The answer may lie in something called the “expectancy effect.” According to Kaufman, educational research shows that pigeonholing students can actually create outcomes, so that children placed in special education or called “ungifted” can become much less motivated than their peers—because they internalize the label and eventually believe that they aren’t intelligent. He illustrates in his book how studies have also shown that teachers treat students differently based on their “status,” are more respectful of “regular” kids than the “ungifted,” and have higher expectations for “talented” children, creating a kind of intelligence feedback loop.

Jessica Lahey, an English and Latin middle school teacher in Lyme, N.H., who writes about education for the New York Times, says that she believes even one positive interaction— like the one Kaufman had with Juell— can reorient a student’s frame of mind.

She recounts the story of a boy who was “really disruptive” and “drove her nuts” in the classroom. He really was on the verge of failing, Lahey says, and she realized she had to try something different— and come up with a way to have at least one positive interaction with the “problem student.”

Instead of chastising him for his poor behavior and lackluster academic performance, she came up with one seemingly small compliment— a deliberate step to change their dynamic— and six months later, his grade and attitude were completely different.

Students pushed into less competitive tracks or special education, aren’t potentially only held back by their own sense of identity and their teachers’ expectations, it can also affect how they do on the SAT, experts say.

“The SAT is absolutely not an intelligence test. It’s entirely based on coursework,” says Leslie Sepuka, a spokesperson for The College Board, the non-profit organization that administers the SAT.

The best way to prepare for the SAT, she explains is to take challenging courses in high school. According to Sepuka, SAT takers in the class of 2012 who reported taking The College Board’s “core curriculum” scored 144 points higher, on average, than those who did not.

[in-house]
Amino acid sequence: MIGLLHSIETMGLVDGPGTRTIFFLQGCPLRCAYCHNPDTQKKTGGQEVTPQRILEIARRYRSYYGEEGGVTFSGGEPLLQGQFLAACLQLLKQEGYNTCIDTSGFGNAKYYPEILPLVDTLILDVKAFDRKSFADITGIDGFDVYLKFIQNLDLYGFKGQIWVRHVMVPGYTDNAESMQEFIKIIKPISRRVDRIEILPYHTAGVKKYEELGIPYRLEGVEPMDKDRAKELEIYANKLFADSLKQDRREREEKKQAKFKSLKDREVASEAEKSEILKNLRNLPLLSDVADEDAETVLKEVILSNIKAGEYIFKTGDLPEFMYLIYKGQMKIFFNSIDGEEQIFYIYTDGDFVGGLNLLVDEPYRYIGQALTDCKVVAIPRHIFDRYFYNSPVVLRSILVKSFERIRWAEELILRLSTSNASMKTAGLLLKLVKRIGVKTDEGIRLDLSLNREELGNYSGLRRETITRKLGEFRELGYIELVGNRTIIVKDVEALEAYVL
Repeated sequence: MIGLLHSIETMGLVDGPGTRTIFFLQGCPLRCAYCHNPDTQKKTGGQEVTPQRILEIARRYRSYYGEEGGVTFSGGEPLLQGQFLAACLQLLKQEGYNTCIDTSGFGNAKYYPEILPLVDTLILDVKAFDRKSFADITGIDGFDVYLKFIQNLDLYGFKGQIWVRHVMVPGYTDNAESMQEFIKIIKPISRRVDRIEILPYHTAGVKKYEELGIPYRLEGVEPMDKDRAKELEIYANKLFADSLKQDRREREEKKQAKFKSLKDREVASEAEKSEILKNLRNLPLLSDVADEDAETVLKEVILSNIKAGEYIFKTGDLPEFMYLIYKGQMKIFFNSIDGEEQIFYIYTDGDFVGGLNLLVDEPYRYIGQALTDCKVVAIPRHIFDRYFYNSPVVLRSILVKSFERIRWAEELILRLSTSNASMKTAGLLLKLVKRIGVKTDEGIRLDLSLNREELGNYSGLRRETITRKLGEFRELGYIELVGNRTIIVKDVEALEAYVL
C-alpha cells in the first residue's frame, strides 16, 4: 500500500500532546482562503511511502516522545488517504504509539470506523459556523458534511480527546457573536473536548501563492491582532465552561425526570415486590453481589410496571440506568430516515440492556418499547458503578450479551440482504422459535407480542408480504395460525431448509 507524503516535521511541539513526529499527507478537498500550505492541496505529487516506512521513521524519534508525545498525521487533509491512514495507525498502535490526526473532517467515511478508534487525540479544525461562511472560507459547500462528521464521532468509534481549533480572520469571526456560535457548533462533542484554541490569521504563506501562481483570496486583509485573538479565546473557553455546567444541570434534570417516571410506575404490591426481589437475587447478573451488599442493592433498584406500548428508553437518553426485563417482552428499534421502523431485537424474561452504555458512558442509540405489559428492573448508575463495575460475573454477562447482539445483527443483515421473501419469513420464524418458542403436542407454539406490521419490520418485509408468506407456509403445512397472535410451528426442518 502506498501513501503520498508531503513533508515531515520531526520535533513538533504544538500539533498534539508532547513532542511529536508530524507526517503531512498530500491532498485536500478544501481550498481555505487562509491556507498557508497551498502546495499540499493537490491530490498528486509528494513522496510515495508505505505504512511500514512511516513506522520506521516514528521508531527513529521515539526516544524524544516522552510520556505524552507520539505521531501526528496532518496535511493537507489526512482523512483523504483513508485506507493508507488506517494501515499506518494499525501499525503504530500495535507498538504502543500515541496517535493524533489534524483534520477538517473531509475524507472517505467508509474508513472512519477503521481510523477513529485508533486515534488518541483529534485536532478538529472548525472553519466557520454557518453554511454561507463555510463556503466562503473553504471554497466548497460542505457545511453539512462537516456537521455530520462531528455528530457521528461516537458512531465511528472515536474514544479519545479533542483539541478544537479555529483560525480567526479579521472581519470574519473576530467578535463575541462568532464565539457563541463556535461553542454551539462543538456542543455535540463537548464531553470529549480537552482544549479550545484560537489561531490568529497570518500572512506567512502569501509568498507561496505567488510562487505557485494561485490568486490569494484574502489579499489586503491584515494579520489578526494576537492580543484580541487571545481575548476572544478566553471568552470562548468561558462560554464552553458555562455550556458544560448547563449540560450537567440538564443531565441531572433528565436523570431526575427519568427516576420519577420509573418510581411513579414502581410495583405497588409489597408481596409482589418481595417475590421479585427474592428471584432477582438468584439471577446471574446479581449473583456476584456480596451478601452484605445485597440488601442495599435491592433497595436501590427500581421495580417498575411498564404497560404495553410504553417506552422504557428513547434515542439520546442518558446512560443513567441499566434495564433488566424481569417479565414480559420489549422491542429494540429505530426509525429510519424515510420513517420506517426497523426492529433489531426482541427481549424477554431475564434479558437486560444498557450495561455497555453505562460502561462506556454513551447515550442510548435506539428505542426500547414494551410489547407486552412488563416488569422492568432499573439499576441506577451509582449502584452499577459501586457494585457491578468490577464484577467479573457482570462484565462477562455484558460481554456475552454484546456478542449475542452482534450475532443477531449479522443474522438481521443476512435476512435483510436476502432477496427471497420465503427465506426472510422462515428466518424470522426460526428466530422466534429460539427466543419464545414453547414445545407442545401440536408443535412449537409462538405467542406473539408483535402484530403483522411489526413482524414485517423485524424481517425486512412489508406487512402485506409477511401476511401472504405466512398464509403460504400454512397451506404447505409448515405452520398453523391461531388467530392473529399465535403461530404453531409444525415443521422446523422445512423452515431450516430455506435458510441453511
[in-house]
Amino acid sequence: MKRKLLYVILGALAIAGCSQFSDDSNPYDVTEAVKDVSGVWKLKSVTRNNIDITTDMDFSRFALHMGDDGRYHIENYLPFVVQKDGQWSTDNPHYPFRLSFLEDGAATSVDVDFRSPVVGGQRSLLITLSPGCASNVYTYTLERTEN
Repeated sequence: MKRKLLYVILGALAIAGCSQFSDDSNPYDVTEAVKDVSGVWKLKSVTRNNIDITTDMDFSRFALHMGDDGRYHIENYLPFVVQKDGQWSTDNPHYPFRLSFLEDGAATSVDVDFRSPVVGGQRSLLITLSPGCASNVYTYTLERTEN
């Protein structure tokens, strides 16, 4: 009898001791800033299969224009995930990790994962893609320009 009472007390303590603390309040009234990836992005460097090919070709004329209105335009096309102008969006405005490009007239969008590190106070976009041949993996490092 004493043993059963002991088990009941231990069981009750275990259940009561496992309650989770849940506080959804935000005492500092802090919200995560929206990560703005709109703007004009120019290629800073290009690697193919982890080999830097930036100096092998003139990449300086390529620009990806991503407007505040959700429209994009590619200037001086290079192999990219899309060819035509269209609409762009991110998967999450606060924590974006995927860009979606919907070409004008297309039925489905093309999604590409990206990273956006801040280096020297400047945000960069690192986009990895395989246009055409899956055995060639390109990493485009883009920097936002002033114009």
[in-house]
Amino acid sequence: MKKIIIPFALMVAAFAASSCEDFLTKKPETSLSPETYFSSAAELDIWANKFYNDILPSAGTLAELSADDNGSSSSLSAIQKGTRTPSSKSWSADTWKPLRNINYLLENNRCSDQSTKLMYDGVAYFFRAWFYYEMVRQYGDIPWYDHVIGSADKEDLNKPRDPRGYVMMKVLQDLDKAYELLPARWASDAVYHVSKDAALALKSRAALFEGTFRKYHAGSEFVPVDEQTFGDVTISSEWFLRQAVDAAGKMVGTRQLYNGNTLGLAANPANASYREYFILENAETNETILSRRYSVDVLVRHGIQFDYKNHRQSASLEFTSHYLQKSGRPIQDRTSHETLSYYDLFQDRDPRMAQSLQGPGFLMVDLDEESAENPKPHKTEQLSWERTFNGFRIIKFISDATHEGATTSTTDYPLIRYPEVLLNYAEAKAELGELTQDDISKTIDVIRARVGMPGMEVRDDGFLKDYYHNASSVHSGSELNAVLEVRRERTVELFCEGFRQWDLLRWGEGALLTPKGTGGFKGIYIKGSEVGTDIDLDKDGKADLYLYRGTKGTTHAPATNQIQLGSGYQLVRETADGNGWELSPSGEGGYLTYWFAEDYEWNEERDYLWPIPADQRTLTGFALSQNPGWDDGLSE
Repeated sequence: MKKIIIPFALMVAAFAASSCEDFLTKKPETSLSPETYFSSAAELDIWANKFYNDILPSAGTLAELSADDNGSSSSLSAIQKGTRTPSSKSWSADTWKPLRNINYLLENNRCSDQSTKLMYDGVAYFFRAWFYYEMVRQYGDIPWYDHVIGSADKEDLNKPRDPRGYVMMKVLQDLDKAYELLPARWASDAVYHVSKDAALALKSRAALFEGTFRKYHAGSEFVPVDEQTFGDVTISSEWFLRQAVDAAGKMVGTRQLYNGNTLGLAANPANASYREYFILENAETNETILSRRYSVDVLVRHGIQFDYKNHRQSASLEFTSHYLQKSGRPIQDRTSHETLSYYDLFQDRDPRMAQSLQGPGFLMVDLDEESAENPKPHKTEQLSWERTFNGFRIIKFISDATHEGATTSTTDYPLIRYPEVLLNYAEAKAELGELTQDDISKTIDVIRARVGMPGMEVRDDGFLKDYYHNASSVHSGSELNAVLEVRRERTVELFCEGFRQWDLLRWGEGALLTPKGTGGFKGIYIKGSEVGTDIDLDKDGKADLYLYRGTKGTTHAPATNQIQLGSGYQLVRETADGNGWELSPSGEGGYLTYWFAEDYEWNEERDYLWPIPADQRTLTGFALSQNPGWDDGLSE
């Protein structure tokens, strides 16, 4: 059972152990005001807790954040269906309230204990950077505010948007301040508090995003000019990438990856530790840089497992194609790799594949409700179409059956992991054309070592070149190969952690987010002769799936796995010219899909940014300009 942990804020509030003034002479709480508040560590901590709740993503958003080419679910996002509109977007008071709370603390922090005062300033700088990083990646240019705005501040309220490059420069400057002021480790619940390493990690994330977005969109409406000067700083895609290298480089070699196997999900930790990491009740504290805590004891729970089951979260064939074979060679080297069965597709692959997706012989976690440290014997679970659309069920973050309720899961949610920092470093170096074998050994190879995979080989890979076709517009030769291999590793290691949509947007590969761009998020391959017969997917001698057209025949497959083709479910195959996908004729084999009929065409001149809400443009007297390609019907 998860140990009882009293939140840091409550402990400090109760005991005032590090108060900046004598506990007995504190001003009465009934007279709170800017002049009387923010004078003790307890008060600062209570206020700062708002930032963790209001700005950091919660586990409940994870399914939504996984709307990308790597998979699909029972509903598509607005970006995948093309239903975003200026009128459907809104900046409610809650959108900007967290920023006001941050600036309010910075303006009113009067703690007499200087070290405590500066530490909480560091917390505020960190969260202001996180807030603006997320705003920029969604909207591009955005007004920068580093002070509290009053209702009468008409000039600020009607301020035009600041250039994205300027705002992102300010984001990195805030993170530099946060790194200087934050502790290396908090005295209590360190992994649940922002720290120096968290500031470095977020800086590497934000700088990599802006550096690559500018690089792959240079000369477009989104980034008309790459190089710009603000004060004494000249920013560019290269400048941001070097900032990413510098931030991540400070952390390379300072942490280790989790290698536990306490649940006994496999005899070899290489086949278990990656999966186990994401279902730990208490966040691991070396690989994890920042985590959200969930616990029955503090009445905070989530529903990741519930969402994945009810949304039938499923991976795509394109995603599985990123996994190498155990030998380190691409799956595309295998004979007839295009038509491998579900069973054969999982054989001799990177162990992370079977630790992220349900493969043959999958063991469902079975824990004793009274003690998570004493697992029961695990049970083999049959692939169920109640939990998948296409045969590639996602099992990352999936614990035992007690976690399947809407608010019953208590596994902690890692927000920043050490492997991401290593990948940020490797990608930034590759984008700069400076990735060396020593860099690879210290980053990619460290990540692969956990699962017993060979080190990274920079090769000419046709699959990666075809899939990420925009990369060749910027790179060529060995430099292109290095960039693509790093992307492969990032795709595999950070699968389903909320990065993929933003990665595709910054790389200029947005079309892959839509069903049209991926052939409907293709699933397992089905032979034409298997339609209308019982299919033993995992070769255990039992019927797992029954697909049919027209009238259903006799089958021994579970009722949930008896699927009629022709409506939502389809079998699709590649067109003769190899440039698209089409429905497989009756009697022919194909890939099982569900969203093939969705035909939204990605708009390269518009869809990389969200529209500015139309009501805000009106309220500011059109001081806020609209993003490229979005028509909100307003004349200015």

Because of some students like Kaufman's more limited coursework, they’re already taking the SAT with one hand tied behind their back too, likely garnering them lower scores, and college rejections— all reinforcing the label they may have acquired a decade earlier.


http://www.today.com/moms/former-special-ed-students-book-shows-why-its-wrong-label-6C10415044
ossobuco
 
  1  
Reply Mon 24 Jun, 2013 09:12 am
@boomerang,
Right on, Scott Kaufman.
0 Replies
 
boomerang
 
  2  
Reply Mon 24 Jun, 2013 09:12 am
We had a very similar experience with Mo in elementary school.

He had his "hero" teacher this year, his science/math teacher, who sat him down one day and said "You're smarter than what you're showing me." When he tried to make excuses saying "At my last school blahblahblah..." she said "You're not at that school anymore. Show me what you can do."

And he did.

I sent her a note thanking her for giving him that push. It was really all he needed. He finished up the year making really good marks -- even earning an A on his end of year paper. Before he would never write anything without huge interventions and hand holding. He hated writing and was convinced he couldn't do it.

The labels he got in elementary school nearly buried him.
ossobuco
 
  1  
Reply Mon 24 Jun, 2013 10:38 am
@boomerang,
So glad to read that. Big yayyy.
spendius
 
  1  
Reply Mon 24 Jun, 2013 11:22 am
@ossobuco,
This is one of those occasions when my amiable nature drives me into taking up where I left off in Charlotte Haldane's little book Marcel Proust.
0 Replies